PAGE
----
Smaller businesses who have found themselves luckily assigned with Pokestops and Gyms have started paying for and activating lures in the game to make Pokémon available for visitors to their stores and attract more visitors. The New York Post reported that New York pizzeria L’inizio Pizza Bar enjoyed a 75% jump in sales after its manager spent $10 on the Lure Module.
Stores that are aligned with Gym locations have put up simple signage to signal which team currently occupies the virtual ownership of the location.

What opportunities do Pokémon Go and changing OOH behaviour create for business?
McDonalds in Japan have struck a deal with Niantic to convert 3000 of its stores into Pokémon Go “Gyms”. The brand no doubt expects to benefit from the increased footfall of players returning to stores to battle (hopefully in the virtual world only) for ownership of the “Gyms” for their respective virtual teams. There is some debate as to whether the investment from the brand will yield increased footfall over the long term, but my opinion is that this will depend on the support that each store provides to the gaming experience. I would say that we can expect to see digital screens in-store communicating information about what’s happening locally in the Pokémon Go world in real time.
There doesn’t seem to be any word yet on whether similar deals will be available for brands in other countries, but watch this space…
What does the future look like?
Regardless of whether Pokémon Go is a fad, augmented reality (AR) mobile gaming has finally hit the mainstream and is here to stay over the long run. From an OOH point of view there are two key opportunities that we will be looking to capitalise on – data and OOH/mobile crossover.
Data: The more consumers interact with these location platforms, the more we get to know about their aggregated location affinities over time. What this increased insight lets us do is plan OOH campaigns that are more relevant to specific audience groups, and get more creative with how we use OOH media to add value to consumers lives (think exciting, relevant, contextually aware ads from clients, rather than the boring brand-and-brag clutter of today). Which brings us onto our second key opportunity;
OOH/mobile crossover: Consumers today operate between and across their digital and physical worlds seamlessly and continuously. They use their experiences in either ‘world’ to enrich their experiences across both – they share real life moments via online platforms like Facebook and use online platforms like Uber to engage with or control the real world around them. OOH advertisers and agencies should be looking to augment the experiences of consumers in both the physical and virtual worlds, by getting them to speak to each other in real time in the right location. As out of home inventory evolves from static to digital, expect to see more direct integration of the messaging on these physical structures with what is happening in the digital world.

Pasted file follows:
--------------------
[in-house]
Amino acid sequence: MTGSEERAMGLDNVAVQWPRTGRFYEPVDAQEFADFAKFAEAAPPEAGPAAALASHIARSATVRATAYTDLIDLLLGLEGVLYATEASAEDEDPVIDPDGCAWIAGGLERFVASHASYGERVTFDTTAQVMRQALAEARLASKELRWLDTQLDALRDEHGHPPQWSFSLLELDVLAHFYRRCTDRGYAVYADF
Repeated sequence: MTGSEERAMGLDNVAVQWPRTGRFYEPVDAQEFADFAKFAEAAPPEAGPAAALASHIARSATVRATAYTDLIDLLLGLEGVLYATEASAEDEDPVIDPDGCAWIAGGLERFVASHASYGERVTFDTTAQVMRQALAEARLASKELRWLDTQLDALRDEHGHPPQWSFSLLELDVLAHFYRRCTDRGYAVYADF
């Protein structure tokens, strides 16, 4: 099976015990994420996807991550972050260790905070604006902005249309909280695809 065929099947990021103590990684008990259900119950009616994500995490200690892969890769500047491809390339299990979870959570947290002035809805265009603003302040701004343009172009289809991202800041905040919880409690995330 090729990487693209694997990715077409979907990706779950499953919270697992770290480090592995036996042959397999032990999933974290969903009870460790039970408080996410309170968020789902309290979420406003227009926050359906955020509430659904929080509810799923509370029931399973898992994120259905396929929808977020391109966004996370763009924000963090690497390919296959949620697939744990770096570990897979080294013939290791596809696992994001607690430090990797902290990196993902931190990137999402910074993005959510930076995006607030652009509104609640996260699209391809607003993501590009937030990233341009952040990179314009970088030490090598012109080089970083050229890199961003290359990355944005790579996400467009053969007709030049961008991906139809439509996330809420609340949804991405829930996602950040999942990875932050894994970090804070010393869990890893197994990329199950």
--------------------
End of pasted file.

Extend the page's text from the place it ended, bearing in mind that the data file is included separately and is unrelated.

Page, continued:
BRUCE BURGESS, Development Director at Posterscope South Africa

Catch Pokémon in the Real World…

Nintendo is working with a team of former Google developers on a new location-based Pokémon game for smartphones.
The game will involve going to real world locations while playing on your phone in order to catch Pokémon monsters.
Pokémon Go will be released in 2016 for iOS and Android, developed in partnership with The Pokémon Company and Niantic, which as a Google subsidiary made the location-based game Ingress.
The game will include in-app purchases, which given Pokémon’s status as a popular children’s game – although it has many adult fans too – could prove controversial.
Nintendo is hoping that the involvement of the Pokémon series’ game director Junichi Masuda will assuage any concern among fans. There is already a freemium Pokémon game available for mobile devices:
The new game marks Nintendo’s second mobile games partnership, following a deal struck with fellow Japanese company DeNA in May to make a series of games based on its characters and brands.
Nintendo had previously resisted calls to make some of its games – whether old or new titles – available on smartphones and tablets, rather than purely on its own consoles and handheld gaming devices.
There’ll be a device for Pokémon Go, though. Nintendo is making a gadget called the Pokémon Go Plus that will connect to players’ smartphones using Bluetooth, vibrating and flashing when a Pokémon is (virtually) nearby, so they can press a button to attempt to catch it.
The partnership is a big deal for Niantic, which spun out of Google in August as an independent company. Science-fiction game Ingress has been downloaded by 12 million people on Android and iOS so far.
“Our partnership with The Pokémon Company and Nintendo is an exciting step forward in real-world gaming and using technology to help players discover the world and people around them,” said the company’s chief executive John Hanke.
Video below:
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Via: The Guardian